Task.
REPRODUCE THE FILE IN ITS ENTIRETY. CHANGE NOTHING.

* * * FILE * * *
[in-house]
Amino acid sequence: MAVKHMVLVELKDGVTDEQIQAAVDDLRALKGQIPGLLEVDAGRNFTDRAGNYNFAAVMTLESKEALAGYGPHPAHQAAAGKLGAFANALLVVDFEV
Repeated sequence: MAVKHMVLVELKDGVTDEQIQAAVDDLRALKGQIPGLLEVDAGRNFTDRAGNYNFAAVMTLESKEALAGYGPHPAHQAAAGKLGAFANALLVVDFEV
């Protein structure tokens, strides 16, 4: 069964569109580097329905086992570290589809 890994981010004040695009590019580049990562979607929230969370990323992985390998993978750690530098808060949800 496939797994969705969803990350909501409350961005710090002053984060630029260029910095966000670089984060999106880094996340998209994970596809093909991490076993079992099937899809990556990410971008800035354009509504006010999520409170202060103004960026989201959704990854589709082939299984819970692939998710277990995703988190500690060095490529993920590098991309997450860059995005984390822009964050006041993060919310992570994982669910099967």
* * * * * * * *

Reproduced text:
[in-house]
Amino acid sequence: MAVKHMVLVELKDGVTDEQIQAAVDDLRALKGQIPGLLEVDAGRNFTDRAGNYNFAAVMTLESKEALAGYGPHPAHQAAAGKLGAFANALLVVDFEV
Repeated sequence: MAVKHMVLVELKDGVTDEQIQAAVDDLRALKGQIPGLLEVDAGRNFTDRAGNYNFAAVMTLESKEALAGYGPHPAHQAAAGKLGAFANALLVVDFEV
């Protein structure tokens, strides 16, 4: 069964569109580097329905086992570290589809 890994981010004040695009590019580049990562979607929230969370990323992985390998993978750690530098808060949800 496939797994969705969803990350909501409350961005710090002053984060630029260029910095966000670089984060999106880094996340998209994970596809093909991490076993079992099937899809990556990410971008800035354009509504006010999520409170202060103004960026989201959704990854589709082939299984819970692939998710277990995703988190500690060095490529993920590098991309997450860059995005984390822009964050006041993060919310992570994982669910099967």